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MONTANA WEATHER HAS MADE APRIL-MAY GARDENING A TOUGH PROJECT

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May 10, 2009

Montana weather has made April-May gardening a tough project

 

Jim Gainan For The Gazette | Posted: Sunday, May 10, 2009 12:00 am |

This weather has really made starting a vegetable garden tricky. I planted onions and potatoes two weeks ago and took a chance with some tender seeds. That may have been a mistake. Our cucumbers are planted but, protected under little white "hot caps". While going through all of this trouble I had to pause and think, "Why am I rushing this?" The answer probably goes deeper than the Billings Gazette has space to offer so, I'll give you the short version.

I'm thinking back to my Grandpa Mysse and his garden, which was his pride and joy. I can still imagine the impeccable rows of beets and 1st crop of carrots; the tomatoes with a short dirt dam pressed around each plant to contain water and of course the hills and hills of cucumbers.

The garden was bordered by an enormous Iris bed which was painstakingly 'thinned and divided' each year. I remember watching him water his masterpiece early each evening thinking "Man… this is taking forever. Why don't you just put a sprinkler in the middle?" He explained there were a couple of reasons: 1) that would waste water 2) it would allow weeds to grow. In fact, his garden looked like the Sahara desert, dried and cracked except the immediate soil areas surrounding each plant which were moist and black from compost.

This year, I'm trying my first garden complete with a "worm garden" for the kids bordered with river rock. They've been given explicit instructions that they can only "dig" inside the rock border, in the worm garden. We'll see. I have a sprinkler set right in the middle so I'm sure there will be some weeding in my future. We planted a couple extra rows that we are growing just for the food bank. Nationally, there is a shortage of fresh vegetables given to food banks because they don't last as long as canned goods but, I'm sure the carrots and beans we planted will find their way to just the right family who will enjoy them.

I've included this chart to help you plan your garden.

Jim Gainan is VP/Shareholder of Gainan's Flower and Garden Center in Billings. Questions or comments? Email Jim Gainan @ jim@gainans.com.

 

 

Plant

Description

Germination

Spacing  Row/Plant

Days To Maturity

 

Beans - Burpee Tenderpod (Bush)

stays tender and stringless even when mature, pods are 4-5" long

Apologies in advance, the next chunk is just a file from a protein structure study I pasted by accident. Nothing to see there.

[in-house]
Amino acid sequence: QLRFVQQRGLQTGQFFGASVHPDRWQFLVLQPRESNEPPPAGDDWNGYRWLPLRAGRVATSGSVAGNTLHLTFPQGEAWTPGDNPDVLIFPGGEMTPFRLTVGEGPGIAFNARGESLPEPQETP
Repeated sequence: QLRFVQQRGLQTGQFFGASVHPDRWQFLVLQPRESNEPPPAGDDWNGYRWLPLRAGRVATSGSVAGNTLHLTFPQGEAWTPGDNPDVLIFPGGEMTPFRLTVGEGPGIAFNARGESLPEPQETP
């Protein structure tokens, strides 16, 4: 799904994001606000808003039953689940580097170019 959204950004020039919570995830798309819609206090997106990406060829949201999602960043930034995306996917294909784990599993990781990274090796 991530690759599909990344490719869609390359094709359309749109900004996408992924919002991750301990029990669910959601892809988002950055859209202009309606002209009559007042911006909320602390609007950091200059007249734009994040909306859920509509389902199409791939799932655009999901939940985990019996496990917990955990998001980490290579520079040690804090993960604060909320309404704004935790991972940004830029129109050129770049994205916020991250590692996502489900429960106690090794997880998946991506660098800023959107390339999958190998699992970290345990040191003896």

7-14 days

18-30 in/3 in

50

 

Beans - Early Contender (Bush)

bears 6-8 inch stringless pods, disease tolerant

6-10 days

2-3 ft/3 in

49

 

Beans - Kentucky Blue (Pole)

for optimum flavor, harvest beans at 6-7 inches, disease resistant

6-8 days

3 ft/8 in

60

 

Beans - Kentucky Wonder (Pole)

productive with fleshy, medium green pods, tender, best when 6" long, rust resistant

6-8 days

3 ft/8 in

66

 

Beans - Stringless Blue Lake (Pole)

tender stringless pods 5-5 1/2" long, mild flavor

6-8 days

3 ft/4 in

62

 

Beet - Detroit Dark Red

all-purpose variety, deep crimson, globe-shaped, tender and fine grained

10-12 days

18 in/3 in

58

 

Beet - Ruby Queet

bright scarlet color, sweet buttery texture, early variety

10-12 days

18 in/3 in

55

 

Broccoli - De Cicco

uniform, very productive variety, large heads and side shoots

10-14 days

3 ft/ 2 ft

90

 

Broccoli - Waltham 29

dependable, large blue-green heads 6-8 inches across, produces until frost

10-15 days

3 ft/1.5 ft

85

 

Brussel Sprouts - Catskill

cabbage-like flavor, tender heads 1-2 inches across on stong stalks

7-14 days

3 ft/2 ft

90

 

Cantaloupe - Hale's Best Jumbo

muskmelon flavor, salmon-orange flesh, large deeply ribbed fruit

5-10 days

4 ft/12-18 in

86

 

Cantaloupe - Sweet & Early Hybrid

sweet and juicy, firm salmon-orange flesh, ideal for short-season gardeners, disease resistant

5-10 days

4 ft/2 ft

75

 

Carrot - Chantenay Red Cored

good in heavy, poor soils, short, thick carrots, crunchy and sweet

14-25 days

1 ft/2 in

68

 

Carrot - Danvers 126

crisp, sweet, smooth and tapered root

14-25 days

1 ft/2 in

73

 

Carrot - Scarlet Nantes

dependable, sweet, crisp, bright orange

14-25 days

1 ft/2 in

68

 

Carrot - Tendersweet

sweet, tender, 9-10" tapered roots

14-25 days

1 ft/2 in

70

 

Cauliflower - Snowball X

medium-sized, pure-white heads, mild flavor

10-15 days

2.5 ft/1.5 ft

70

 

Collards - Vates

early, vigorous plants, resist bolting

10-15 days

3 ft/1.5 ft

75

 

Corn, Sweet - Jubilee Hybrid

most popular sweet corn in the world today

7-10 days

3 ft/20 in

81

 

Corn, Sweet - Kandy Korn Hybrid

butter-yellow, sweet flavor; high-sugar variety

7-10 days

3 ft/20 in

89

 

Cucumber - Garden Sweet Hybrid

crisp, sweet flavor, dark green 10" fruit on vigorous vines

8-10 days

4 ft/1 ft

60

 

Cucumber - Muncher

high yield, disease resistance, glossy dark green fruit

8-10 days

6 ft/1 ft

65

 

Cucumber - National Pickling

 
Gainan's Flowers https://www.gainans.com/images/siteSettingWide/facebook-logo-18040614025.png 17th St West & Grand Avenue Billings, MT 59102 866-445-7390 406-245-6436

LOCATIONS Gainan's Midtown Flowers: 17th St West & Grand Ave Billings, MT 59102 406-245-6434 Gainan's Heights Flowers & Garden: 810 Bench Blvd Billings, MT 59105 406.248.5029

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